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Texas' campus-carry law has officially taken effect as of Monday, allowing gun owners with concealed-handgun licenses to carry their firearms into public university buildings, classrooms and dorms in the state, the Associated Press reports.

The law, AP notes, takes effect on the 50th anniversary of the mass shooting at the University of Texas' clock tower.

The law applies to anyone who holds a Texas handgun license. To do so, AP notes, a person must be at least 21 (or 18, if in the military) and would have had to pass both classroom and gun-range-training courses. Restrictions are placed on convicted felons, people charged with felonies and high-level misdemeanors, or people with a history of mental illness.

The rules for the new law may vary from campus to campus, since each school is required to work with it on its own terms. AP uses the University of Texas at Austin as an example and reports that there, teachers are allowed to have their offices be "gun-free" zones. Dorm residents are allowed to have their guns in common areas but not in sleeping rooms, where any storage of weapons is forbidden. According to AP, there is an exception on the room restriction for visiting family members who are licensed to carry.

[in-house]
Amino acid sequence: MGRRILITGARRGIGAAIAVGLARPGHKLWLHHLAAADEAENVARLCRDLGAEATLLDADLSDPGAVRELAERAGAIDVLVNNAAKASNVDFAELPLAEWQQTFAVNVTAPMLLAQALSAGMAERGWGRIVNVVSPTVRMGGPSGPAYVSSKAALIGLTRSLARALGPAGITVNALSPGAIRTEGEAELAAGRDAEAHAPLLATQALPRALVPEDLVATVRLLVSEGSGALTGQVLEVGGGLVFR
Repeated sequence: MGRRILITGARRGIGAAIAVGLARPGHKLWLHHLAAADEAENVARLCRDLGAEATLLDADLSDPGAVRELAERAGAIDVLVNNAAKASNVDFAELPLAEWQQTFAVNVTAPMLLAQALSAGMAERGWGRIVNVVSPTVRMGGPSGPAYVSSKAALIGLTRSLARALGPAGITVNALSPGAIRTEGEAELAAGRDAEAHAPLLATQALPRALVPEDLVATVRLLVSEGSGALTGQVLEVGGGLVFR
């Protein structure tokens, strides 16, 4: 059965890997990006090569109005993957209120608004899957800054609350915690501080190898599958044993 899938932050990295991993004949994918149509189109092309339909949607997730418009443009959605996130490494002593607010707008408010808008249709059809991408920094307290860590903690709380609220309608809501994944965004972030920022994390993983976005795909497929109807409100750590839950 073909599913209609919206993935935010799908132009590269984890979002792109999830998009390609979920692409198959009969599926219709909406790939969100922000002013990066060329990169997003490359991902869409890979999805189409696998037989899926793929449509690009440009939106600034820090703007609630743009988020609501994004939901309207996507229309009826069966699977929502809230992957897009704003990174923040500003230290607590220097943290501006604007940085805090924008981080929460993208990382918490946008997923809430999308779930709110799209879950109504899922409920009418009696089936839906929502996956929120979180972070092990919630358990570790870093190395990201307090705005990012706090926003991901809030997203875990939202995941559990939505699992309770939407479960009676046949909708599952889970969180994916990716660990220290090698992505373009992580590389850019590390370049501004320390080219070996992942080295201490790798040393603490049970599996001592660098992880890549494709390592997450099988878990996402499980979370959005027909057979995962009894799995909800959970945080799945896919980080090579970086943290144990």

By contrast, at Texas A&M, guns are allowed in rooms, and teachers must get express permission from the administration before banning guns from their office.


And, according to AP, state law still prohibits weapons on certain campus locations, such as hospitals and sporting events. Under the law, any handguns in campus classrooms must be holstered and kept out of sight.

Read more at Talking Points Memo.